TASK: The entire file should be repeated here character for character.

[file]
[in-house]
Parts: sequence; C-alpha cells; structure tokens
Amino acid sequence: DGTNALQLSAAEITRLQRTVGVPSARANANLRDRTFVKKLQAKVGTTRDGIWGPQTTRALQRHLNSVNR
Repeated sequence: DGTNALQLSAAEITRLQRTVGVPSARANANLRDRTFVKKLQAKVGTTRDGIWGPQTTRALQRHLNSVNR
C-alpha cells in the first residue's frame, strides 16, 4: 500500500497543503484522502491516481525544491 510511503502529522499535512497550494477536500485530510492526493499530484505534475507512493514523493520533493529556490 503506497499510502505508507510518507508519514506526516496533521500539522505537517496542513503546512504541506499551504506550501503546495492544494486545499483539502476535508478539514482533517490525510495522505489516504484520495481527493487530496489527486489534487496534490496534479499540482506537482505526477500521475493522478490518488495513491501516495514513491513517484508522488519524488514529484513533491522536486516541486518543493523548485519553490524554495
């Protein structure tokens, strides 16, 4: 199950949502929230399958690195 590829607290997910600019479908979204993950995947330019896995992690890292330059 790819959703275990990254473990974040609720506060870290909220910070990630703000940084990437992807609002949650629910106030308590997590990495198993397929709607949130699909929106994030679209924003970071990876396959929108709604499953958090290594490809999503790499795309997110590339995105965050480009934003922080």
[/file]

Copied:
[in-house]
Parts: sequence; C-alpha cells; structure tokens
Amino acid sequence: DGTNALQLSAAEITRLQRTVGVPSARANANLRDRTFVKKLQAKVGTTRDGIWGPQTTRALQRHLNSVNR
Repeated sequence: DGTNALQLSAAEITRLQRTVGVPSARANANLRDRTFVKKLQAKVGTTRDGIWGPQTTRALQRHLNSVNR
C-alpha cells in the first residue's frame, strides 16, 4: 500500500497543503484522502491516481525544491 510511503502529522499535512497550494477536500485530510492526493499530484505534475507512493514523493520533493529556490 503506497499510502505508507510518507508519514506526516496533521500539522505537517496542513503546512504541506499551504506550501503546495492544494486545499483539502476535508478539514482533517490525510495522505489516504484520495481527493487530496489527486489534487496534490496534479499540482506537482505526477500521475493522478490518488495513491501516495514513491513517484508522488519524488514529484513533491522536486516541486518543493523548485519553490524554495
């Protein structure tokens, strides 16, 4: 199950949502929230399958690195 590829607290997910600019479908979204993950995947330019896995992690890292330059 790819959703275990990254473990974040609720506060870290909220910070990630703000940084990437992807609002949650629910106030308590997590990495198993397929709607949130699909929106994030679209924003970071990876396959929108709604499953958090290594490809999503790499795309997110590339995105965050480009934003922080």